Sunny Zhang, a journalist with China Wine News said Chinese consumers are embracing easy-to-drink reds from Australia that have a fair amount of residual sugar. That could be one reason that Constellation just inked a deal to sell its Robert Mondavi Private Reserve wines that are aged in Bourbon barrels with a Chinese distriburor, 16 Area Wine.

It’s hard to make generalizations about what people like because there are differing preferences depending on the region. In some regions people love vinegar and have high tolerance for acidity. People in other regions use a lot of sugar in their cuisine, so have a very low tolerance for acidity. Li Li Tong cited a study out of Shanghi University which concluded 57 percent of Chinese consumers prefer dry wines, with the rest preferring sweet or off dry. She said more than half of Chinese consumers are looking for fresh, easy-drinking wine. “Ten years ago, everybody, including winemakers, talked about the Bordeaux style and thought that was ‘quality,’” Tong said. “We’ve begun to realize it’s not true. Winemakers have started to have their own styles … We can see the diversity of the taste profile developing.”

Tong said Chinese consumers don’t want too much acidity and tannin. “I don’t want to make the greatest wine in the world,” she said, when she was sharing her wines. “I just want to make the best (approachable) table wine in China.”


Natalia Posadas-Dickson


4) The Bulk Wine Market in China is Growing

Natalia Posadas-Dickson, conference program director for WBWE Asia, said global purchases of bulk wine in China to be bottled in destination rose from 31 million liters in 2000 to 176 million liters in 2018.

Speaking at the WBWE Asia, she said that fifteen years ago bulk wine was considered the excess of the harvest, and always lower quality, an alternative to meet a price point, but that with globalization and the inconsistencies of harvest, it has emerged as a solution for balancing quantity and quality.

Posadas-Dickson noted that the top buyers of bulk wine are 1, Germany, 2, France (ironic, given that they are a big producer), 3, the UK, and 4, the United States. She said China is currently number 5 but is “only just getting started.”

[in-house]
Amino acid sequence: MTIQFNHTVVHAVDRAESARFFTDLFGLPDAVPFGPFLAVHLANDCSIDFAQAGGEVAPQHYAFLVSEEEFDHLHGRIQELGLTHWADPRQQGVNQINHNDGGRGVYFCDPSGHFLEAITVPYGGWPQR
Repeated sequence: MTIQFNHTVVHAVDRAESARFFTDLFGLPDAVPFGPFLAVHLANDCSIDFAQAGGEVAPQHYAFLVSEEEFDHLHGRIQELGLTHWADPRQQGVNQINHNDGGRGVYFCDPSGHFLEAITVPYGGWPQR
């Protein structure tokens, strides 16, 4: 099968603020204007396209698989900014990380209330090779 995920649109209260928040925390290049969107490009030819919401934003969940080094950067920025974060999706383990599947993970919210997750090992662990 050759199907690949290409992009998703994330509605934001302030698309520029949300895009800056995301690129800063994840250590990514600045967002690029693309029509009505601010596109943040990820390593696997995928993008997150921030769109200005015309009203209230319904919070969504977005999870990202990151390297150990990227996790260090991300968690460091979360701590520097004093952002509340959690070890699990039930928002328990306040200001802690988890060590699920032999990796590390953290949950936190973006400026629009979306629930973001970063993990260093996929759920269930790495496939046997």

“We hope stable countries can help China to build a sustainable business,” Posadas-Dickson said. “It cannot be just an opportunistic one off.”

5) California is Down, Not Out

Most California wineries don’t have a strategy for exporting to China. A couple of large producers have steady and stable retail accounts, but to over-simplify: Gallo focusses on introducing Carlo Rossi to the Chinese people while a handful of luxury brands such as Opus One are in demand. There isn’t much in-between when it comes to California wine in China, where the French, Chileans and Australians are way more established. Making matters more challenging, the Chinese government increased tariffs on U.S. wines in response to the ongoing trade dispute between the U.S. and China to the extent that the compounded new total tax and tariff rate is 93 percent.

The Chinese market has long-term promise and is expected to become the largest wine market after the United States within a year or two. This is a country with 40 cities with more than 10 million people. As for the China-U.S. trade war, Sunny Zhang from China Wine News offered a quote that she attributed to Winston Churchill: “A nation has no permanent enemies” Time flies by, friendship lives on, she said.